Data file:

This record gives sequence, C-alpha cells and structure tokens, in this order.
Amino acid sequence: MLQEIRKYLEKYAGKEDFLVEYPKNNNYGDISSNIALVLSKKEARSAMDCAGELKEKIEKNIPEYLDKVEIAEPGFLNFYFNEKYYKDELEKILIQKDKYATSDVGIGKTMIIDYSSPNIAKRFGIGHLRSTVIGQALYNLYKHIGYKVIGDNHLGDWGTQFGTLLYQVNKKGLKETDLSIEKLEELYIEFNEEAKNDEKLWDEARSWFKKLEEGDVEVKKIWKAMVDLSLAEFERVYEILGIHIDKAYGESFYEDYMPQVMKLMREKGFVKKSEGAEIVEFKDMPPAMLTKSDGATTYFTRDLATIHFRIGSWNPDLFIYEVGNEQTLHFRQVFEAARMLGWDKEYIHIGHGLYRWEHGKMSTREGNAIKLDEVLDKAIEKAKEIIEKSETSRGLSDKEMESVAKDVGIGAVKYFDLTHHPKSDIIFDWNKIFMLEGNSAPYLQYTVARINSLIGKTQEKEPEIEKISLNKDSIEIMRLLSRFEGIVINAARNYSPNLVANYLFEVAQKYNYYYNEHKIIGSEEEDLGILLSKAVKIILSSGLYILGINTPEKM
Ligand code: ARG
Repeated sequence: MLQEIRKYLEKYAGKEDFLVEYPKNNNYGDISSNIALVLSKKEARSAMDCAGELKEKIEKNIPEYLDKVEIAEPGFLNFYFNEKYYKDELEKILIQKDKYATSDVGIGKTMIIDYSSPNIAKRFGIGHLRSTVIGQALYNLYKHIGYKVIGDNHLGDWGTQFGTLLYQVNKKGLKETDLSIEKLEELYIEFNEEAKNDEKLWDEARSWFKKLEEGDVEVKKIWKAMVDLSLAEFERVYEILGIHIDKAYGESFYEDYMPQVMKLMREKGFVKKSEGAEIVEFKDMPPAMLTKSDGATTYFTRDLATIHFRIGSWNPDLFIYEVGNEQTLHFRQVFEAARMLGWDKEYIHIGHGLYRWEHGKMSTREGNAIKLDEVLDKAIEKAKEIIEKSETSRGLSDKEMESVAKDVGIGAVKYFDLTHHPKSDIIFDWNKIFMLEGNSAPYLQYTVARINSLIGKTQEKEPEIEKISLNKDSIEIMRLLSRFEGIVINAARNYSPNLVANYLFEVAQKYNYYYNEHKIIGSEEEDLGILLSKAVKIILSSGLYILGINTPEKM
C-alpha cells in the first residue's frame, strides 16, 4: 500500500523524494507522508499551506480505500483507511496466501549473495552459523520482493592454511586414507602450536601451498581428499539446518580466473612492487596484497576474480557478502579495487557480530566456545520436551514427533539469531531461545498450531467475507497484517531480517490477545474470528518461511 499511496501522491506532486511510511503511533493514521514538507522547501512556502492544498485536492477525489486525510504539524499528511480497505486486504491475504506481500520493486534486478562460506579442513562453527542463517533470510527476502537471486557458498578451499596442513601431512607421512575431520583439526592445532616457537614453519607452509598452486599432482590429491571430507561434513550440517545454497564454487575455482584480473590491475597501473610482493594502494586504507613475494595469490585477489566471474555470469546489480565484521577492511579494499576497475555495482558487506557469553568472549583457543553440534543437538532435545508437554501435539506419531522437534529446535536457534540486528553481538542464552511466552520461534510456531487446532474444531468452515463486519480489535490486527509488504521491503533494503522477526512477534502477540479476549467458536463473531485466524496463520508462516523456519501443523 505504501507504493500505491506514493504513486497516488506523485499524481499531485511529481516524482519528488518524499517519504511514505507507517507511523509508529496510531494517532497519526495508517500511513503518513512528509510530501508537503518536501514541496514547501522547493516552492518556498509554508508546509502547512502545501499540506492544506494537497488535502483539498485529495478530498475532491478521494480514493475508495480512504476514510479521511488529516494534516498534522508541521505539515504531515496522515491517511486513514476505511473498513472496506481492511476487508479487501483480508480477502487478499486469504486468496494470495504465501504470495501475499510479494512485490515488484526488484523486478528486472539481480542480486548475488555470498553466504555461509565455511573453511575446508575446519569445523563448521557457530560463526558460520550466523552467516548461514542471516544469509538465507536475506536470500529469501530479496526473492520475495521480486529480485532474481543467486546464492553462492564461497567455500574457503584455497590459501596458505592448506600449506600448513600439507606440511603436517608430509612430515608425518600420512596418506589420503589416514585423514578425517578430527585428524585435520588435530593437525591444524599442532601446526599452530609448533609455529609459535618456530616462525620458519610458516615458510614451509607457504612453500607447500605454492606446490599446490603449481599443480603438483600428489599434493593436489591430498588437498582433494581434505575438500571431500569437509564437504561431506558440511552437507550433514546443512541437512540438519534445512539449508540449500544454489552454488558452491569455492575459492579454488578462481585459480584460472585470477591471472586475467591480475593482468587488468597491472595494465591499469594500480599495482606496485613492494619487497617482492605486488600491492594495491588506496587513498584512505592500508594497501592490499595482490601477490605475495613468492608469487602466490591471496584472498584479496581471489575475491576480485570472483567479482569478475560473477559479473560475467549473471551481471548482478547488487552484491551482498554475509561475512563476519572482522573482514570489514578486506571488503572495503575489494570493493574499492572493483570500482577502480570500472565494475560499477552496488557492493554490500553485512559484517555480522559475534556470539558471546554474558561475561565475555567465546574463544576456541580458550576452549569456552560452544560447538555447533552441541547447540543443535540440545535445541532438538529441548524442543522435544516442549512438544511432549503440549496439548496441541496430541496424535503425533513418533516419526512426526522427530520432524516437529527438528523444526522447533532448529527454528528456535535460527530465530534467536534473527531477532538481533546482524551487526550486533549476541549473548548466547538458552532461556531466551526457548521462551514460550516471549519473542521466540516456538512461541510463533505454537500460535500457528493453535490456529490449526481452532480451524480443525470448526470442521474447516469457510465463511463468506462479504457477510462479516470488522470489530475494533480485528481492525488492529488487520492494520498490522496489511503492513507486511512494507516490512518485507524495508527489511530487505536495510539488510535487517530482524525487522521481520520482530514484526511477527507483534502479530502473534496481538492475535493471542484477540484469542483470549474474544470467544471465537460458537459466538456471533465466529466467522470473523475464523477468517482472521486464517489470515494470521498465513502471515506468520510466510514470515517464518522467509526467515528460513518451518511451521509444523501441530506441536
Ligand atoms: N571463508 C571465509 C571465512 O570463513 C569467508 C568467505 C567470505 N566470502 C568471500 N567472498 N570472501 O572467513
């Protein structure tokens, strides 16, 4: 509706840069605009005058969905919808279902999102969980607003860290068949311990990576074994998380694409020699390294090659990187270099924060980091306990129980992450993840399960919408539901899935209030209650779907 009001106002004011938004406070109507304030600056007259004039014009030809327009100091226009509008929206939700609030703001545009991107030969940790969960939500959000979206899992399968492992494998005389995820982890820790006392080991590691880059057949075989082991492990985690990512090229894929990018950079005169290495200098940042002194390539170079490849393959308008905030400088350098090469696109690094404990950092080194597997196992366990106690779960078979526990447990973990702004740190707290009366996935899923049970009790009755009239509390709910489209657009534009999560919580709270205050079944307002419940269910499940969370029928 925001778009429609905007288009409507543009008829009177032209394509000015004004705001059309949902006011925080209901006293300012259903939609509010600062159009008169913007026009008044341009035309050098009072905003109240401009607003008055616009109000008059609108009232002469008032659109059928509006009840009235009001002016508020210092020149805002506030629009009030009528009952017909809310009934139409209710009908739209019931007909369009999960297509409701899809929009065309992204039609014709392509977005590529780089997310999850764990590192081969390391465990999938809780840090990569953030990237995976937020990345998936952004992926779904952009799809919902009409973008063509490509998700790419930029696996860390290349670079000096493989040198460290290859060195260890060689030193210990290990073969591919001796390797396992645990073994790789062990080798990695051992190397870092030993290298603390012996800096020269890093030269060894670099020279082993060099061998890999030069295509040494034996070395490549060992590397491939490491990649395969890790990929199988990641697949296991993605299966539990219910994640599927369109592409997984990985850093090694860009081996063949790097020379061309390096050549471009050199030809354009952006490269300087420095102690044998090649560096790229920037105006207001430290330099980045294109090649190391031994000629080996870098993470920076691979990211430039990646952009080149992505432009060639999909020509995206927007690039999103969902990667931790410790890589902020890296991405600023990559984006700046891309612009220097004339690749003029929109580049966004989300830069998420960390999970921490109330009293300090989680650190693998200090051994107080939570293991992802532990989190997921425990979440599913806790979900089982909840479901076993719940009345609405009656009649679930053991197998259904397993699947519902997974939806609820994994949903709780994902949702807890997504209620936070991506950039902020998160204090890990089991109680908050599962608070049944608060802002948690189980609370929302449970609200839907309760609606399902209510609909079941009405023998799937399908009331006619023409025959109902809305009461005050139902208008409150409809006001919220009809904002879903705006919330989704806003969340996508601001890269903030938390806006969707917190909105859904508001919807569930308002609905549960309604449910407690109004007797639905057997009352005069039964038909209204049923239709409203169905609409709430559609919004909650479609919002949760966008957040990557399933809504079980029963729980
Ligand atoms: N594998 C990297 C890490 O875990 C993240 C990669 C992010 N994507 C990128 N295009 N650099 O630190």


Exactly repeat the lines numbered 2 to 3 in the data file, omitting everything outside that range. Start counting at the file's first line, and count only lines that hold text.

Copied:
Amino acid sequence: MLQEIRKYLEKYAGKEDFLVEYPKNNNYGDISSNIALVLSKKEARSAMDCAGELKEKIEKNIPEYLDKVEIAEPGFLNFYFNEKYYKDELEKILIQKDKYATSDVGIGKTMIIDYSSPNIAKRFGIGHLRSTVIGQALYNLYKHIGYKVIGDNHLGDWGTQFGTLLYQVNKKGLKETDLSIEKLEELYIEFNEEAKNDEKLWDEARSWFKKLEEGDVEVKKIWKAMVDLSLAEFERVYEILGIHIDKAYGESFYEDYMPQVMKLMREKGFVKKSEGAEIVEFKDMPPAMLTKSDGATTYFTRDLATIHFRIGSWNPDLFIYEVGNEQTLHFRQVFEAARMLGWDKEYIHIGHGLYRWEHGKMSTREGNAIKLDEVLDKAIEKAKEIIEKSETSRGLSDKEMESVAKDVGIGAVKYFDLTHHPKSDIIFDWNKIFMLEGNSAPYLQYTVARINSLIGKTQEKEPEIEKISLNKDSIEIMRLLSRFEGIVINAARNYSPNLVANYLFEVAQKYNYYYNEHKIIGSEEEDLGILLSKAVKIILSSGLYILGINTPEKM
Ligand code: ARG